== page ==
The abbreviation "et al." should be used in the text when there are more than two co-authors of a cited paper.
If you decide to use online referencing software, then you can use the Harvard referencing option.
Please double-check: every citation in the text must match up to an entry in the reference list and vice-versa.
We use digital object identifiers (DOIs) to link references to the source material. This can only be done if the data provided in the references are correct. Please be very careful, especially when copying references, to ensure that surnames, journal/book titles, publication year and pagination are all correct. Please include DOIs where available.
List of References
References should be listed alphabetically at the end of the paper. Although "et al." is preferable in the text, in the list of references all authors should be given.
Journal reference style:
Zeng R. J., Lemaire R., Yuan Z. & Keller J. 2004 A novel wastewater treatment process: simultaneous nitrification, denitrification and phosphorus removal. Water Science and Technology, 50(10), 163-170.
Note that to unambiguously identify articles published before 2008 the issue number as well as the volume number is needed.
Book reference styles: (i) article in compilation; (ii) multi-author work; (iii) standard reference; (iv) report; (v) thesis:
(i) McInerney M. J. 1999 Anaerobic metabolism and its regulation. In: Biotechnology, J. Winter (ed.), 2nd edn, Wiley-VCH Verlag, Weinheim, Germany, pp. 455-478.
(ii) Henze M., Harremoës P., LaCour Jansen J. & Arvin E. 1995 Wastewater Treatment: Biological and Chemical Processes. Springer, Heidelberg.
(iii) Standard Methods for the Examination of Water and Wastewater 1998 20th edn, American Public Health Association/American Water Works Association/Water Environment Federation, Washington DC, USA.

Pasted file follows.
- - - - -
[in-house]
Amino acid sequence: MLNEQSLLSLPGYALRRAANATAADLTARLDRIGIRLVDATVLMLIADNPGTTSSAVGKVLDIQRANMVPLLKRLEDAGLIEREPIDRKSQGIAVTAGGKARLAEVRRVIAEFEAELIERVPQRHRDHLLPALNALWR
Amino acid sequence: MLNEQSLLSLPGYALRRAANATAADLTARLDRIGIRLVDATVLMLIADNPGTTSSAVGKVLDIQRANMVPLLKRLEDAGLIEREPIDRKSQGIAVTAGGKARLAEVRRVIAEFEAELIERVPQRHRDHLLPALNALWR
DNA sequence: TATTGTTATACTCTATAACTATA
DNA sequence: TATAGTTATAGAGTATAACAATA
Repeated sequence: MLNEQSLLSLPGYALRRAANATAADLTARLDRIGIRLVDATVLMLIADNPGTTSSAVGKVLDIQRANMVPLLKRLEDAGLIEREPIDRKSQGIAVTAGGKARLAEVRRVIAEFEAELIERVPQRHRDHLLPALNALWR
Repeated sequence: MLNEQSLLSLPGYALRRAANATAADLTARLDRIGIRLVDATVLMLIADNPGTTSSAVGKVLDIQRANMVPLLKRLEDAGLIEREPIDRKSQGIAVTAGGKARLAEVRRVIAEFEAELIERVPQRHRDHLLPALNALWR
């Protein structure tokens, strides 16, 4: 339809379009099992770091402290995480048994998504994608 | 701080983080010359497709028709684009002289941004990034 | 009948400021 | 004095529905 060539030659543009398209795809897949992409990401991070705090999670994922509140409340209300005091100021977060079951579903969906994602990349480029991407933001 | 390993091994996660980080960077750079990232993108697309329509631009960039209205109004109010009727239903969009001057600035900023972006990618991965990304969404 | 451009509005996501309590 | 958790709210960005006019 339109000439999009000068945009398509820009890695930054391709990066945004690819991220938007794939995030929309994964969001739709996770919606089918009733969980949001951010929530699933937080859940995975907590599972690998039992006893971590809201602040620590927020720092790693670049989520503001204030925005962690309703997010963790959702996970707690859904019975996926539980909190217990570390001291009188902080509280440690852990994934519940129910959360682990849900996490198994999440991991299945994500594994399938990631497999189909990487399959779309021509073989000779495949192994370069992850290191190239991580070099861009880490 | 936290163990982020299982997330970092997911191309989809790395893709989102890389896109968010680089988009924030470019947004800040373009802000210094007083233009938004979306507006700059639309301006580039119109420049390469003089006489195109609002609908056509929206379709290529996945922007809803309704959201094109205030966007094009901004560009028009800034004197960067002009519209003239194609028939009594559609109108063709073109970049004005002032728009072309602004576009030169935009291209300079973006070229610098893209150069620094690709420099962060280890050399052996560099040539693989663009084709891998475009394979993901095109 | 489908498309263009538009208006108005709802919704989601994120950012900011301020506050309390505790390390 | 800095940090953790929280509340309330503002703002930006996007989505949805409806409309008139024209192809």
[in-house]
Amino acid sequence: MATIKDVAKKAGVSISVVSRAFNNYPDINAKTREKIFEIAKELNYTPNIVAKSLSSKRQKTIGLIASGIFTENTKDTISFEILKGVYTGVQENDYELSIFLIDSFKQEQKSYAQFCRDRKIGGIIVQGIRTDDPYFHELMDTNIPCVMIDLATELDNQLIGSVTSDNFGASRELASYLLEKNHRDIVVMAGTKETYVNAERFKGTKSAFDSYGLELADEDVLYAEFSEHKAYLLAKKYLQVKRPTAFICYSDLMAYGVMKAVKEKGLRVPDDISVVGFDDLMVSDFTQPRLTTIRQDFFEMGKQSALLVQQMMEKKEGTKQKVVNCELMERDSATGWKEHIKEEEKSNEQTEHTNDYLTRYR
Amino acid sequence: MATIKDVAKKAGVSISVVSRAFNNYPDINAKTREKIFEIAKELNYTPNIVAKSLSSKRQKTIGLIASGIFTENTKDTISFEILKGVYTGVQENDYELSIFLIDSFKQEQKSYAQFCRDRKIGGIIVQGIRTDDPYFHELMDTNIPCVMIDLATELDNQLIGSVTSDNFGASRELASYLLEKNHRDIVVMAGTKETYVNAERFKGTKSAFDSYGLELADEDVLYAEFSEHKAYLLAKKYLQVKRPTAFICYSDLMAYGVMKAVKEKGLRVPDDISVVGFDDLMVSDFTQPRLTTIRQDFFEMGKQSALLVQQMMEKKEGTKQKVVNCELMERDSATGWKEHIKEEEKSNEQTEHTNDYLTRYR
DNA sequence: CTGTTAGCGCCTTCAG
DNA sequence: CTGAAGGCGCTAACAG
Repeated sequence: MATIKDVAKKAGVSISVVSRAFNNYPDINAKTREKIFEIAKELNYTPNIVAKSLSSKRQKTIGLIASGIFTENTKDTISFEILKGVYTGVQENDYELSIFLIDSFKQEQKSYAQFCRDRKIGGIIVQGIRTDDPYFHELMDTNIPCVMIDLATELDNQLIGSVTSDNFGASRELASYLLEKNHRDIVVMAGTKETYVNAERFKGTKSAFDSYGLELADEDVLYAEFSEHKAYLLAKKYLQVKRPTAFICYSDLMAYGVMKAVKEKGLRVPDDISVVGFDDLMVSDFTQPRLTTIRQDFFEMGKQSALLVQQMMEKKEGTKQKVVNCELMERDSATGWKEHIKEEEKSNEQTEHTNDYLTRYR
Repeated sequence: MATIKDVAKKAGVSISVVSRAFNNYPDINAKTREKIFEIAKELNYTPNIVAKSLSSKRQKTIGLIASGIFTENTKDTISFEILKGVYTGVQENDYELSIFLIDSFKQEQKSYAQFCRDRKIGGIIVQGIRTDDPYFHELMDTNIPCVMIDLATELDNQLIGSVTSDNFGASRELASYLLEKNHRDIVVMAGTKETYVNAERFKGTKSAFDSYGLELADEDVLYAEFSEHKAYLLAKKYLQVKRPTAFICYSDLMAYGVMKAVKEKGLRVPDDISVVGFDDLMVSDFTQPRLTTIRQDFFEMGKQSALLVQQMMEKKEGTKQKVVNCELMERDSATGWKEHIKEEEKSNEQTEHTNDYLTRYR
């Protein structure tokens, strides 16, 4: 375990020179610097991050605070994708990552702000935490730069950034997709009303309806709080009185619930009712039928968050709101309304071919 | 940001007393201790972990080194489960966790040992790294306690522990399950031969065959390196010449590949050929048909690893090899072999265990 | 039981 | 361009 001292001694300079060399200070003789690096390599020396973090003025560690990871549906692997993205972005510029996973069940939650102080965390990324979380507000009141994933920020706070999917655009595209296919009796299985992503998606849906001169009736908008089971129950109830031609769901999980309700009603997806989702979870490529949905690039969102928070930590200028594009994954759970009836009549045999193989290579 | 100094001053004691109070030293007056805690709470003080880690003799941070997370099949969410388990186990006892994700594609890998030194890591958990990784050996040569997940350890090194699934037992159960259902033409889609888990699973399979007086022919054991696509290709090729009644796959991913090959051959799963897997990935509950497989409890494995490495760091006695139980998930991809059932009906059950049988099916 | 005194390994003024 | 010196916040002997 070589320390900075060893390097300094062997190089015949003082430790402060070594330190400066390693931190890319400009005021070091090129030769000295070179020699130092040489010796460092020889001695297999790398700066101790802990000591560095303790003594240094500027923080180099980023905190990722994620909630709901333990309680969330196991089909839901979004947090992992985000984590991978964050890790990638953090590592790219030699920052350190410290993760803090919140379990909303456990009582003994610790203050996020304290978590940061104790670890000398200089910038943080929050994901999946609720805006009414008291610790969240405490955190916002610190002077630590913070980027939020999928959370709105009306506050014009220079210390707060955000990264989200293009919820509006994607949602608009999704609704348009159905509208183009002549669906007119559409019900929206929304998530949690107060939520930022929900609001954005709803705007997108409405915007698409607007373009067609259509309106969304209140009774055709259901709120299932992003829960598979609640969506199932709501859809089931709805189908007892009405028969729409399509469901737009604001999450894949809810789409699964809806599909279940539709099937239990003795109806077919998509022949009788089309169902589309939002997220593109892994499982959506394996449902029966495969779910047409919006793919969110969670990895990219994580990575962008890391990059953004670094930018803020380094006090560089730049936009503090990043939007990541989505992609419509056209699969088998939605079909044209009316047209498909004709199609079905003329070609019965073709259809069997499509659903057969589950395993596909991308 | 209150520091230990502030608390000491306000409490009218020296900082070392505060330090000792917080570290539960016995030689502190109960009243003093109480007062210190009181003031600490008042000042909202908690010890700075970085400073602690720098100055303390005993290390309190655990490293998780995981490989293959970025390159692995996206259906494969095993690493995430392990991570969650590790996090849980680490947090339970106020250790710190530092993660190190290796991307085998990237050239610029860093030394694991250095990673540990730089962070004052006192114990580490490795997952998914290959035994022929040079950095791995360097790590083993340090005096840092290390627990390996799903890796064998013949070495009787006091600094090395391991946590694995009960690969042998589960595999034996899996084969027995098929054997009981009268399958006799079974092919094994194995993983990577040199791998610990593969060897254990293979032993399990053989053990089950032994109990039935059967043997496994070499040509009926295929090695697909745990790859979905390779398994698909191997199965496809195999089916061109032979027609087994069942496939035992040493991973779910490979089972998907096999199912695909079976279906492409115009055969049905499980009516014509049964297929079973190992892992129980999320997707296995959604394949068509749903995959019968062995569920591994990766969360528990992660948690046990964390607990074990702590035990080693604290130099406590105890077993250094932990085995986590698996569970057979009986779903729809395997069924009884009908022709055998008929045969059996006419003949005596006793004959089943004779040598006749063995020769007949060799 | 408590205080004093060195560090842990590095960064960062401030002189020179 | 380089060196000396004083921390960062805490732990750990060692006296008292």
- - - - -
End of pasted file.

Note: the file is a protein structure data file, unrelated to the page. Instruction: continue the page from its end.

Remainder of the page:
(iv) Sobsey M. D. & Pfaender F. K. 2002 Evaluation of the H2S method for Detection of Fecal Contamination of Drinking Water, Report WHO/SDE/WSH/02.08, Water Sanitation and Health Programme, WHO, Geneva, Switzerland.
(v) Bell J. 2002 Treatment of Dye Wastewaters in the Anaerobic Baffled Reactor and Characterisation of the Associated Microbial Populations. PhD thesis, Pollution Research Group, University of Natal, Durban, South Africa.
These should specify the full URL for the reference and give the date on which it was consulted. Please check again to confirm that the work you are citing is still accessible:
Alcock S. J. & Branston L. 2000 SENSPOL: Sensors for Monitoring Water Pollution from Contaminated Land, Landfills and Sediment. http://www.cranfield.ac.uk/biotech/senspol/ (accessed 22 July 2005)
References in languages other than English
These should be accompanied by an English translation of the article title:
Barjenbruch M., Erler C & Steinke M. 2003 Untersuchungen an Abwasserteichanlagen in Sachsen-Anhalt im Jahr 2003 (Investigation on wastewater lagoons in Saxony-Anhalt in 2003), Report for the Environment Ministry of Saxony-Anhalt, Magdeburg, Germany
Recommendation of new IWA Notation system for wastewater modelling
Water Reuse encourages its authors to use the IWA Notation System for wastewater modelling by Corominas et al. (2010). To further the widespread use of this notation, IWA Publishing decided to make this paper open access.